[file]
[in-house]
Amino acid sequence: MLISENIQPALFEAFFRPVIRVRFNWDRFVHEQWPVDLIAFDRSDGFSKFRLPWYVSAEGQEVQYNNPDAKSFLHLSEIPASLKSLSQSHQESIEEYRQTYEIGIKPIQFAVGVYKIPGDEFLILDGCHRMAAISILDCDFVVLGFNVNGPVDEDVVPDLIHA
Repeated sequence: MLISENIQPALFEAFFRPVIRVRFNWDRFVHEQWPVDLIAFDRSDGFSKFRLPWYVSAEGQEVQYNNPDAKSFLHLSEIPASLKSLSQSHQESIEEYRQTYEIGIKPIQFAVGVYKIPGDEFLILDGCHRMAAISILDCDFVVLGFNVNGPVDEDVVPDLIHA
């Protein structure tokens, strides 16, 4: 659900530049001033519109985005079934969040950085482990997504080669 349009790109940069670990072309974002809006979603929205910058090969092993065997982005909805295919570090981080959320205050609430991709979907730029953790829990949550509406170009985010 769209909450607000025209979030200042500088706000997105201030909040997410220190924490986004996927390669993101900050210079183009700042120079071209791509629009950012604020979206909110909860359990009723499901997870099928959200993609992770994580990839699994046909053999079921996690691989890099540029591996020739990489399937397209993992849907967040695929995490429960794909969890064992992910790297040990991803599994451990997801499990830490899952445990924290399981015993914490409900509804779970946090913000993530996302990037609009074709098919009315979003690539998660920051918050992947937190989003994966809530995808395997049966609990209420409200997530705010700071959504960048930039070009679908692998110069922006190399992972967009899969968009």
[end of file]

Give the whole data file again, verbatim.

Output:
[in-house]
Amino acid sequence: MLISENIQPALFEAFFRPVIRVRFNWDRFVHEQWPVDLIAFDRSDGFSKFRLPWYVSAEGQEVQYNNPDAKSFLHLSEIPASLKSLSQSHQESIEEYRQTYEIGIKPIQFAVGVYKIPGDEFLILDGCHRMAAISILDCDFVVLGFNVNGPVDEDVVPDLIHA
Repeated sequence: MLISENIQPALFEAFFRPVIRVRFNWDRFVHEQWPVDLIAFDRSDGFSKFRLPWYVSAEGQEVQYNNPDAKSFLHLSEIPASLKSLSQSHQESIEEYRQTYEIGIKPIQFAVGVYKIPGDEFLILDGCHRMAAISILDCDFVVLGFNVNGPVDEDVVPDLIHA
């Protein structure tokens, strides 16, 4: 659900530049001033519109985005079934969040950085482990997504080669 349009790109940069670990072309974002809006979603929205910058090969092993065997982005909805295919570090981080959320205050609430991709979907730029953790829990949550509406170009985010 769209909450607000025209979030200042500088706000997105201030909040997410220190924490986004996927390669993101900050210079183009700042120079071209791509629009950012604020979206909110909860359990009723499901997870099928959200993609992770994580990839699994046909053999079921996690691989890099540029591996020739990489399937397209993992849907967040695929995490429960794909969890064992992910790297040990991803599994451990997801499990830490899952445990924290399981015993914490409900509804779970946090913000993530996302990037609009074709098919009315979003690539998660920051918050992947937190989003994966809530995808395997049966609990209420409200997530705010700071959504960048930039070009679908692998110069922006190399992972967009899969968009």